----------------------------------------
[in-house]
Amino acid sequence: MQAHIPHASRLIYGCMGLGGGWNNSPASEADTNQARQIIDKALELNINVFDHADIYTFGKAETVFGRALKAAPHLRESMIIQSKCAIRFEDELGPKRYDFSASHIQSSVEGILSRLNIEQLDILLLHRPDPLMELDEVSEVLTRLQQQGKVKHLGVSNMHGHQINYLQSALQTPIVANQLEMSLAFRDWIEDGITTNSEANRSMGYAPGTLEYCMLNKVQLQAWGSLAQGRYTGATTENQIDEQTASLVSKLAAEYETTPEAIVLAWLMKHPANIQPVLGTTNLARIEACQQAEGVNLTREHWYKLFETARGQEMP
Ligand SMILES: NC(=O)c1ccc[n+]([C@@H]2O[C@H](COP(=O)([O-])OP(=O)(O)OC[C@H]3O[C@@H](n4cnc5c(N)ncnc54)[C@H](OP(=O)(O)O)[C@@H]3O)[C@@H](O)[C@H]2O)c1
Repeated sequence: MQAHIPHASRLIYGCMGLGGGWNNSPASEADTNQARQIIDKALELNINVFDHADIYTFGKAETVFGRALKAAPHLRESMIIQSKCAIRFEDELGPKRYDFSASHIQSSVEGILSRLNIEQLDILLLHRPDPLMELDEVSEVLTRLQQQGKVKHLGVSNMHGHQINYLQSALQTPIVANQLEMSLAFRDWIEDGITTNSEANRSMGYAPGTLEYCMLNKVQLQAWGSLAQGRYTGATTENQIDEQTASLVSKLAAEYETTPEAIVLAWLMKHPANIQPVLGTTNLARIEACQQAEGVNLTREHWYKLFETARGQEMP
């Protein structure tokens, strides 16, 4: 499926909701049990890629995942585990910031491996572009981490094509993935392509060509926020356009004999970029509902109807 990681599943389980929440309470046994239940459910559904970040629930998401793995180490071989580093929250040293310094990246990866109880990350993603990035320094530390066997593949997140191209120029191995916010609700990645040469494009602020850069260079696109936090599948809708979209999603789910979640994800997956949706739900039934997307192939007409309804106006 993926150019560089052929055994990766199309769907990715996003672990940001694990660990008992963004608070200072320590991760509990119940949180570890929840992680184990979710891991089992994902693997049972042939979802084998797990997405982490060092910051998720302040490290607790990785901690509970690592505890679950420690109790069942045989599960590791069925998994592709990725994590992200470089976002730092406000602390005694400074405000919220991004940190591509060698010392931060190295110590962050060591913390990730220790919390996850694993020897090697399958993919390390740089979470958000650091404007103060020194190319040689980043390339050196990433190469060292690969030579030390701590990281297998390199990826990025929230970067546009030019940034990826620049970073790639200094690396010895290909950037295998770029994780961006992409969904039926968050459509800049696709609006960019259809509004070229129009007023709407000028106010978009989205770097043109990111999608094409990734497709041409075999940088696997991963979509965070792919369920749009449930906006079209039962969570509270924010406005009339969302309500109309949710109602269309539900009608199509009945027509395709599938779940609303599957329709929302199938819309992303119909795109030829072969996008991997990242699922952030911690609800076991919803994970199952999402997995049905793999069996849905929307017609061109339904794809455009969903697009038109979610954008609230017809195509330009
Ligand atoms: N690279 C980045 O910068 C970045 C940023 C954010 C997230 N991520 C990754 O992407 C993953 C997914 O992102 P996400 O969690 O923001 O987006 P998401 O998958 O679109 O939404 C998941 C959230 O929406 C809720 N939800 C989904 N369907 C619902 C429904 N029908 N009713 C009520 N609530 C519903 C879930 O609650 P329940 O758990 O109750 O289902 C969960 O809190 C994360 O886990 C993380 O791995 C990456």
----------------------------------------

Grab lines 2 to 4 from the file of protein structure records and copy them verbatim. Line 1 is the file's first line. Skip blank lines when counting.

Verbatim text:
Amino acid sequence: MQAHIPHASRLIYGCMGLGGGWNNSPASEADTNQARQIIDKALELNINVFDHADIYTFGKAETVFGRALKAAPHLRESMIIQSKCAIRFEDELGPKRYDFSASHIQSSVEGILSRLNIEQLDILLLHRPDPLMELDEVSEVLTRLQQQGKVKHLGVSNMHGHQINYLQSALQTPIVANQLEMSLAFRDWIEDGITTNSEANRSMGYAPGTLEYCMLNKVQLQAWGSLAQGRYTGATTENQIDEQTASLVSKLAAEYETTPEAIVLAWLMKHPANIQPVLGTTNLARIEACQQAEGVNLTREHWYKLFETARGQEMP
Ligand SMILES: NC(=O)c1ccc[n+]([C@@H]2O[C@H](COP(=O)([O-])OP(=O)(O)OC[C@H]3O[C@@H](n4cnc5c(N)ncnc54)[C@H](OP(=O)(O)O)[C@@H]3O)[C@@H](O)[C@H]2O)c1
Repeated sequence: MQAHIPHASRLIYGCMGLGGGWNNSPASEADTNQARQIIDKALELNINVFDHADIYTFGKAETVFGRALKAAPHLRESMIIQSKCAIRFEDELGPKRYDFSASHIQSSVEGILSRLNIEQLDILLLHRPDPLMELDEVSEVLTRLQQQGKVKHLGVSNMHGHQINYLQSALQTPIVANQLEMSLAFRDWIEDGITTNSEANRSMGYAPGTLEYCMLNKVQLQAWGSLAQGRYTGATTENQIDEQTASLVSKLAAEYETTPEAIVLAWLMKHPANIQPVLGTTNLARIEACQQAEGVNLTREHWYKLFETARGQEMP